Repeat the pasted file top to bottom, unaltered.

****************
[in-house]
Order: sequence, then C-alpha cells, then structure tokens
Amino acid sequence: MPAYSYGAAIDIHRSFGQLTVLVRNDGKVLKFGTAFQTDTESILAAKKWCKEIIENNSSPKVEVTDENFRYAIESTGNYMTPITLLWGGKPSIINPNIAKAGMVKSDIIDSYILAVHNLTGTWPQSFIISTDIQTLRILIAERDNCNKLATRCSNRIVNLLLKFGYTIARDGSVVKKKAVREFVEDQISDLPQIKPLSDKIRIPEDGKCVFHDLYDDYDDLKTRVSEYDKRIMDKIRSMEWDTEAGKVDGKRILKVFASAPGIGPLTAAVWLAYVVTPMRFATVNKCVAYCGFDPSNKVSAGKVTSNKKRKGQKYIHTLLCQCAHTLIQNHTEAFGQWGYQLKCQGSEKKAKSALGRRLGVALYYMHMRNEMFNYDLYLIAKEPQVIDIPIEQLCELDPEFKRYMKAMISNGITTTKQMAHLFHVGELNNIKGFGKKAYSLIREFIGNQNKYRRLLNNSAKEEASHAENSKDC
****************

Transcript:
[in-house]
Order: sequence, then C-alpha cells, then structure tokens
Amino acid sequence: MPAYSYGAAIDIHRSFGQLTVLVRNDGKVLKFGTAFQTDTESILAAKKWCKEIIENNSSPKVEVTDENFRYAIESTGNYMTPITLLWGGKPSIINPNIAKAGMVKSDIIDSYILAVHNLTGTWPQSFIISTDIQTLRILIAERDNCNKLATRCSNRIVNLLLKFGYTIARDGSVVKKKAVREFVEDQISDLPQIKPLSDKIRIPEDGKCVFHDLYDDYDDLKTRVSEYDKRIMDKIRSMEWDTEAGKVDGKRILKVFASAPGIGPLTAAVWLAYVVTPMRFATVNKCVAYCGFDPSNKVSAGKVTSNKKRKGQKYIHTLLCQCAHTLIQNHTEAFGQWGYQLKCQGSEKKAKSALGRRLGVALYYMHMRNEMFNYDLYLIAKEPQVIDIPIEQLCELDPEFKRYMKAMISNGITTTKQMAHLFHVGELNNIKGFGKKAYSLIREFIGNQNKYRRLLNNSAKEEASHAENSKDC